It may seem obvious, but many sellers fail to recognize that a home that feels, looks, and smells welcoming and homey will more likely raise a buyer’s interest when they come for a showing. Of course, you think your home is pretty comfortable and welcoming already, but there are a few things you can do to make buyers feel right at home from the moment they walk in the door.
If your home smells good, it will make buyers want to stick around longer. The sense of smell is the strongest of all the five senses in its connection to our emotions. Certain smells simply make us feel comfortable and at home no matter where we are. There are a few smells that are almost universal. Try a flameless scented burner that is safe but releases a wonderful fragrance in your home. Choose scents like vanilla or spices, smells that remind people of home cooking and sweet treats.
Be sure your fragrance isn’t overwhelming, however, and don’t use it to mask other odors like cat litter or food smells. Buyers will know right away you are trying to hide something!
Clean your windows and open all of the blinds and curtains to let the sunshine into the home. The warm feeling will make your buyers want to settle in and bask in the glow. A brightly lit home looks bigger, too, while a dark home will appear smaller.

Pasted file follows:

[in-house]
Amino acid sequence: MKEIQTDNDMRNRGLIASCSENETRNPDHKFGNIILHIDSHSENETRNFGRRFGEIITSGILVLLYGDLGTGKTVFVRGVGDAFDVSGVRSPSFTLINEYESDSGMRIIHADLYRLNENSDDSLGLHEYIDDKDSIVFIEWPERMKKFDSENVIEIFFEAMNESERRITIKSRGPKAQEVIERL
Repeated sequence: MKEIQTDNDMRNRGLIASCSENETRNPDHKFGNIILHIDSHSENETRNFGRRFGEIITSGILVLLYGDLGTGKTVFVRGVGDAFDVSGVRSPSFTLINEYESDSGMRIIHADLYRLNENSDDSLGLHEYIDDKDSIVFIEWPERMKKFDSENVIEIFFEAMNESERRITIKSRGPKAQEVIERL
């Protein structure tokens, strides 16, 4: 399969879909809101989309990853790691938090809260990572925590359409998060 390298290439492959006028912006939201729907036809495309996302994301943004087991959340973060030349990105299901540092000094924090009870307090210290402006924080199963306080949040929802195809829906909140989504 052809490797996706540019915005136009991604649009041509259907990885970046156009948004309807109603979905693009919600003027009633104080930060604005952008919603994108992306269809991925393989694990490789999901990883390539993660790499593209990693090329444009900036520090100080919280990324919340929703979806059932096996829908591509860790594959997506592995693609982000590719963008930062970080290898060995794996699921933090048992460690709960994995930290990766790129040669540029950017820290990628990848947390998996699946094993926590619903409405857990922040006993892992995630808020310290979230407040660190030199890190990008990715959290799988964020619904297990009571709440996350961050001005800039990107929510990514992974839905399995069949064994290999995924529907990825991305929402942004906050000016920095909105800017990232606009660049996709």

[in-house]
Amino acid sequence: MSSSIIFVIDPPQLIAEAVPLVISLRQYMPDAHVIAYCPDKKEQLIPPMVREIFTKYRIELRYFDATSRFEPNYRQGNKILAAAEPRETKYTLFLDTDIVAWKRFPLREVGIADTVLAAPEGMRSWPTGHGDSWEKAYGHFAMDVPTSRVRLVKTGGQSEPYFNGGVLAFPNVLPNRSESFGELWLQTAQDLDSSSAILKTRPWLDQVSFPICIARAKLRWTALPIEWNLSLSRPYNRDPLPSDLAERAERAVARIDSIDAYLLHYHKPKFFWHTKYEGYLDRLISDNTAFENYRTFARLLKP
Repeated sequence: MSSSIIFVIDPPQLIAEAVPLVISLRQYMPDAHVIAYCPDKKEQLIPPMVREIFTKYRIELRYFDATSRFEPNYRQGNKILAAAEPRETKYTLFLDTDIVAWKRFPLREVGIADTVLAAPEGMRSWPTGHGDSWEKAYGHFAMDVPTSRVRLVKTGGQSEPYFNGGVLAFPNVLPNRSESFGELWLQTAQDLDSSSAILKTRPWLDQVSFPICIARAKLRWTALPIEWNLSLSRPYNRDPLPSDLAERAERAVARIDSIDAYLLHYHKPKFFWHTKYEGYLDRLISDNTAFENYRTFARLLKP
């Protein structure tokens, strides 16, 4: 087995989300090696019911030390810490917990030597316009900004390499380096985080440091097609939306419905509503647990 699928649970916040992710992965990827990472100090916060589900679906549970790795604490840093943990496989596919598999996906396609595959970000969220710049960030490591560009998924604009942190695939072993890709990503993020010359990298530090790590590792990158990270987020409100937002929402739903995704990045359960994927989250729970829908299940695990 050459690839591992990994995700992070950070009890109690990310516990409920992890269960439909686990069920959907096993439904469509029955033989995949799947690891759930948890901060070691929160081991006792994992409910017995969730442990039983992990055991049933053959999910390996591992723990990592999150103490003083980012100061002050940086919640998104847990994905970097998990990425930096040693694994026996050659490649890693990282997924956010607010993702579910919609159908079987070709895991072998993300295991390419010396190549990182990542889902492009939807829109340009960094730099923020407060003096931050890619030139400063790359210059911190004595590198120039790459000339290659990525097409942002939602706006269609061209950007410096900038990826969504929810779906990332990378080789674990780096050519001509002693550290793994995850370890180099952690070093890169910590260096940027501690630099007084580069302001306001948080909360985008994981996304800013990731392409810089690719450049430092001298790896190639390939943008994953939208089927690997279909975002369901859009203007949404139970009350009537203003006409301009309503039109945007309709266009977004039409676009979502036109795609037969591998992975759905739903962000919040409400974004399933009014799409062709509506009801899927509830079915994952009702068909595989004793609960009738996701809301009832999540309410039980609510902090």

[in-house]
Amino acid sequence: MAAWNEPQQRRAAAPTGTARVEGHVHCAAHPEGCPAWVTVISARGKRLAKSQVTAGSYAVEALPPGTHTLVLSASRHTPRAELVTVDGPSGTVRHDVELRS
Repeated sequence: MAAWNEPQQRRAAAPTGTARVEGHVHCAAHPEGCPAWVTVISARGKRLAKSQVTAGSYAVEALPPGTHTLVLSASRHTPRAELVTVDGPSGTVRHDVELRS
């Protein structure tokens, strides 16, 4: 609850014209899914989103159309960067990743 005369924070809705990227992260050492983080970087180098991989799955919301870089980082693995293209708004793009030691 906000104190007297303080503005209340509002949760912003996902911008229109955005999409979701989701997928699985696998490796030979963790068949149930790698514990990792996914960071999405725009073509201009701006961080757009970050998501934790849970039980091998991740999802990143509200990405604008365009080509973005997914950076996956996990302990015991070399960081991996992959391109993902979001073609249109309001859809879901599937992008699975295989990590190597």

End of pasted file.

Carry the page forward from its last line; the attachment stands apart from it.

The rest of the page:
Be sure you replace burnt out light bulbs so your home will be fully lit and have a welcoming glow even in the evening or on a cloudy day.
It may seem odd, but a table set as though a family is about to sit down to a meal makes the home feel lived in and comfortable without being cluttered or too personal. Set the table with matching dishes and a nice but simple centerpiece, to give the dining room that ready to sit down feel.
Making buyers see your house as a home is important in getting them really interested in making it their home. With just a few simple adjustments, you can create a feeling that welcomes buyers to settle in—they will want to make an offer so they never have to leave!
A gardener who idolizes nature and who likes to interpret the world symbolically is a good candidate for Zen Gardens. But lovers of low-maintenance landscaping should think twice before installing such a design. Zen Gardens may look simple (which is part of their appeal), but they're a lot of work—both to make and to maintain. Nor is this style a great choice if most of your gardening fun comes from growing showy plants, which immediately disqualifies most of us (growing plants being almost synonymous with gardening for most people).
Japan is a mountainous nation of islands jutting out of the ocean. This natural setting is awe-inspiring, and the Japanese people value the raw beauty of nature that surrounds them. It's this appreciation, in part, that accounts for their innovation of the Zen Garden.